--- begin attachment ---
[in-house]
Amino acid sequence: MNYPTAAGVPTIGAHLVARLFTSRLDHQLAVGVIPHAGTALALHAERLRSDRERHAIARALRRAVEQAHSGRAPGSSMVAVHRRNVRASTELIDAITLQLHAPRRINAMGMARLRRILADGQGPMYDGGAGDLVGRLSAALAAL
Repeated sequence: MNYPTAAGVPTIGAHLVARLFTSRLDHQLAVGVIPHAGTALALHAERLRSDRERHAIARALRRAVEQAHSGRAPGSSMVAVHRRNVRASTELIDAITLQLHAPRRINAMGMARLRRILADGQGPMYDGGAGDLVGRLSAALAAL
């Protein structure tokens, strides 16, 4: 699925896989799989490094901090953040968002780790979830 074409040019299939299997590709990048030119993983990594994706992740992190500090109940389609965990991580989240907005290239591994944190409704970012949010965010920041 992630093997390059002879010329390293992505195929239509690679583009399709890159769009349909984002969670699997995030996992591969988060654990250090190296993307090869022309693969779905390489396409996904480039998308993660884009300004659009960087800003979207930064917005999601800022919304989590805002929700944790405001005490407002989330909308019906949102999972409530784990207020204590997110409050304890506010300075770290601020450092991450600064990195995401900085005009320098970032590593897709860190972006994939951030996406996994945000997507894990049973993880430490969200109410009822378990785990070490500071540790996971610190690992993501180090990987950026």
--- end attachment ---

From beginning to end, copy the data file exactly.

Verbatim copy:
[in-house]
Amino acid sequence: MNYPTAAGVPTIGAHLVARLFTSRLDHQLAVGVIPHAGTALALHAERLRSDRERHAIARALRRAVEQAHSGRAPGSSMVAVHRRNVRASTELIDAITLQLHAPRRINAMGMARLRRILADGQGPMYDGGAGDLVGRLSAALAAL
Repeated sequence: MNYPTAAGVPTIGAHLVARLFTSRLDHQLAVGVIPHAGTALALHAERLRSDRERHAIARALRRAVEQAHSGRAPGSSMVAVHRRNVRASTELIDAITLQLHAPRRINAMGMARLRRILADGQGPMYDGGAGDLVGRLSAALAAL
């Protein structure tokens, strides 16, 4: 699925896989799989490094901090953040968002780790979830 074409040019299939299997590709990048030119993983990594994706992740992190500090109940389609965990991580989240907005290239591994944190409704970012949010965010920041 992630093997390059002879010329390293992505195929239509690679583009399709890159769009349909984002969670699997995030996992591969988060654990250090190296993307090869022309693969779905390489396409996904480039998308993660884009300004659009960087800003979207930064917005999601800022919304989590805002929700944790405001005490407002989330909308019906949102999972409530784990207020204590997110409050304890506010300075770290601020450092991450600064990195995401900085005009320098970032590593897709860190972006994939951030996406996994945000997507894990049973993880430490969200109410009822378990785990070490500071540790996971610190690992993501180090990987950026």